EVANSTON, Ill. --- More than 40 billion capillaries -- tiny, hair-like blood vessels -- are tasked with carrying oxygen and nutrients to the far reaches of the human body.

Now a Northwestern University team has developed a new tool that images blood flow through these tiny vessels, giving insight into this central portion of the human circulatory system.

Called spectral contrast optical coherence tomography angiography (SC-OCTA), the 3D-imaging technique can detect subtle changes in capillary organization for early diagnosis of disease.

"Now we can see even the smallest capillaries and measure blood flow, oxygenation and metabolic rate."

The paper was published last week in the journal Light: Science and Applications.

Backman is the Walter Dill Scott Professor of Biomedical Engineering in Northwestern's McCormick School of Engineering.

collect
0
Leon Bailey 2019-08-15
img

Wrong -- at least when working with "flakes" of graphene oxide (GO).

A new study from Northwestern University researchers shows that better GO "paper" can be made by mixing strong, solid GO flakes with weak, porous GO flakes.

The finding will aid the production of higher quality GO materials, and it sheds light on a general problem in materials engineering: how to build a nano-scale material into a macroscopic material without losing its desirable properties.

"To put it in human terms, collaboration is very important," said Jiaxing Huang, Northwestern Engineering professor of materials science and engineering, who led the study.

"Excellent players can still make a bad team if they don't work well together.

Here, we add some seemingly weaker players and they strengthen the whole team."

collect
0
Kyle Patterson 2020-08-10
img
(Northwestern University) A novel precision medicine approach enhanced by artificial intelligence has laid the groundwork for what could be the first biomedical screening and intervention tool for a subtype of autism, reports a new study. The approach is believed to be the first of its kind. Today, autism is diagnosed based only on symptoms and by the time a physician identifies it, it's often when early and critical brain developmental windows have passed without appropriate intervention. This discovery could shift that paradigm.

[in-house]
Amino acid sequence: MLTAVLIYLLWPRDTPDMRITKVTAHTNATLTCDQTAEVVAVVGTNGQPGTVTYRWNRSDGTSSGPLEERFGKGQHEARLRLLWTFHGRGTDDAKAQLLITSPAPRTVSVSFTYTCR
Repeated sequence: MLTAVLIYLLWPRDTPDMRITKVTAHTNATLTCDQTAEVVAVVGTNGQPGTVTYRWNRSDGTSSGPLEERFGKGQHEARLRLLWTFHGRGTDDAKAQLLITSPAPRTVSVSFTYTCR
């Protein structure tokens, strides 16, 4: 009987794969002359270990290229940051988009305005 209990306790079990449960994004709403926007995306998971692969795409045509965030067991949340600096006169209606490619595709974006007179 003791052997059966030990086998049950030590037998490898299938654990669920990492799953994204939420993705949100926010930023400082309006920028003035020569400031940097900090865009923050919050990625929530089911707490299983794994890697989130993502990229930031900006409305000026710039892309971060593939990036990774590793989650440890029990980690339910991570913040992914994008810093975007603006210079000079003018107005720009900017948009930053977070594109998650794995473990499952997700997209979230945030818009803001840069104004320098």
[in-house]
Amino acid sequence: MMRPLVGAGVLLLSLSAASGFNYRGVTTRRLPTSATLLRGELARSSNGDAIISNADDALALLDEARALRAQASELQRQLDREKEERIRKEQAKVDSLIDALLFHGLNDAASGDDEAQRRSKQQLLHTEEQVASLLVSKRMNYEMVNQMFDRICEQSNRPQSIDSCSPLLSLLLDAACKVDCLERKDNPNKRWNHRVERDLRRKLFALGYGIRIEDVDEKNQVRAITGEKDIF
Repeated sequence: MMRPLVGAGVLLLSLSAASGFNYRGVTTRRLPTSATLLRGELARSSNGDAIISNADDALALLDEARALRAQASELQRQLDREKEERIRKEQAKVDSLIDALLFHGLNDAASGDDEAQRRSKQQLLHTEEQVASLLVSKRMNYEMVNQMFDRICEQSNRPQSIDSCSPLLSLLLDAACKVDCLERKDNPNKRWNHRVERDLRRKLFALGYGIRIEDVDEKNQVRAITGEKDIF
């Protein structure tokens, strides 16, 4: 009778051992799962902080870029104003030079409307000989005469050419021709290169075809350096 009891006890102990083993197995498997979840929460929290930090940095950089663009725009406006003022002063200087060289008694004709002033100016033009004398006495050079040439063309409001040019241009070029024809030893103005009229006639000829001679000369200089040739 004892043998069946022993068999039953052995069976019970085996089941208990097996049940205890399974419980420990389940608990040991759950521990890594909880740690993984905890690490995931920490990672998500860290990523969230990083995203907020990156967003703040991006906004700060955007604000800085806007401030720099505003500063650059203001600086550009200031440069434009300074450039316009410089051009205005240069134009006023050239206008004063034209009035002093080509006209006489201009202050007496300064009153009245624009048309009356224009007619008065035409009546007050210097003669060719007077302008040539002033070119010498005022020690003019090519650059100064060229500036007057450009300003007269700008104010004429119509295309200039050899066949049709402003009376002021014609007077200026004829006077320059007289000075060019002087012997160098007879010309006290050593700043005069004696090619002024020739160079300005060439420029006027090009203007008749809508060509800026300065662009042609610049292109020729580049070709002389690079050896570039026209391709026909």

collect
0
Jason Hill 2019-03-19
img

A team of researchers including Northwestern Engineering faculty has expanded the understanding of how virus shells self-assemble, an important step toward developing techniques that use viruses as vehicles to deliver targeted drugs and therapeutics throughout the body.

By performing multiple amino acid substitutions, the researchers discovered instances of epistasis, a phenomenon in which two changes produce a behavior different from the behavior that each change causes individually.

"We found occurrences where two separate single amino acid changes caused the virus shell to break or become really unstable, but making both changes together produced a stable structure that functioned better than ever," said Danielle Tullman-Ercek, associate professor of chemical and biological engineering at the McCormick School of Engineering.

The paper titled "Experimental Evaluation of Coevolution in a Self-Assembling Particle," was published the March 19 print issue of Biochemistry.

Tullman-Ercek served as the paper's co-corresponding author along with collaborator Matthew Francis, professor of chemistry at the University of California at Berkeley.